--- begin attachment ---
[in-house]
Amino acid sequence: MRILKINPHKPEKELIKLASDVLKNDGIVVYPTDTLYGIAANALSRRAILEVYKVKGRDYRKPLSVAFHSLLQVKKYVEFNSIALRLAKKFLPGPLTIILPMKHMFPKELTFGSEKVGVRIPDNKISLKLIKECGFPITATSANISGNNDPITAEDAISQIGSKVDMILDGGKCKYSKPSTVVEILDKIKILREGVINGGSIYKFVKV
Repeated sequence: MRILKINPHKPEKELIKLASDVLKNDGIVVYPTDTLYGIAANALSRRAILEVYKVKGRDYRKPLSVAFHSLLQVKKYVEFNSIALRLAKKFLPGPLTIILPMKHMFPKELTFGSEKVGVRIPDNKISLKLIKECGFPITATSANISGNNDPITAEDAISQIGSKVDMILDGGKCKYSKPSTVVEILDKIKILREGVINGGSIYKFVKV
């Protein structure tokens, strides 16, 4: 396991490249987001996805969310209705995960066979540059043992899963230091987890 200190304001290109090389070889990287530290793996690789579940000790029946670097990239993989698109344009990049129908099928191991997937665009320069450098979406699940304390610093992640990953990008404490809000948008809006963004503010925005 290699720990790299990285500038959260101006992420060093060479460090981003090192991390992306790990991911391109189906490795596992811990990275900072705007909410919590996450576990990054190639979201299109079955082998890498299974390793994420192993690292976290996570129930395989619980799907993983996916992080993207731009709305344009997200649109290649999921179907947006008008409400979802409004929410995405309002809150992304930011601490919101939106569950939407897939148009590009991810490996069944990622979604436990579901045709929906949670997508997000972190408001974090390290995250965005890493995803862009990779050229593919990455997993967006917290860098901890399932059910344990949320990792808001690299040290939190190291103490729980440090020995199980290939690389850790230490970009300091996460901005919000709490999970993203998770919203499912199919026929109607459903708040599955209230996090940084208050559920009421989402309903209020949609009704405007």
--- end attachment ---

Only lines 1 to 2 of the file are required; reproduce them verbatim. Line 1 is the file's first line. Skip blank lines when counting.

[in-house]
Amino acid sequence: MRILKINPHKPEKELIKLASDVLKNDGIVVYPTDTLYGIAANALSRRAILEVYKVKGRDYRKPLSVAFHSLLQVKKYVEFNSIALRLAKKFLPGPLTIILPMKHMFPKELTFGSEKVGVRIPDNKISLKLIKECGFPITATSANISGNNDPITAEDAISQIGSKVDMILDGGKCKYSKPSTVVEILDKIKILREGVINGGSIYKFVKV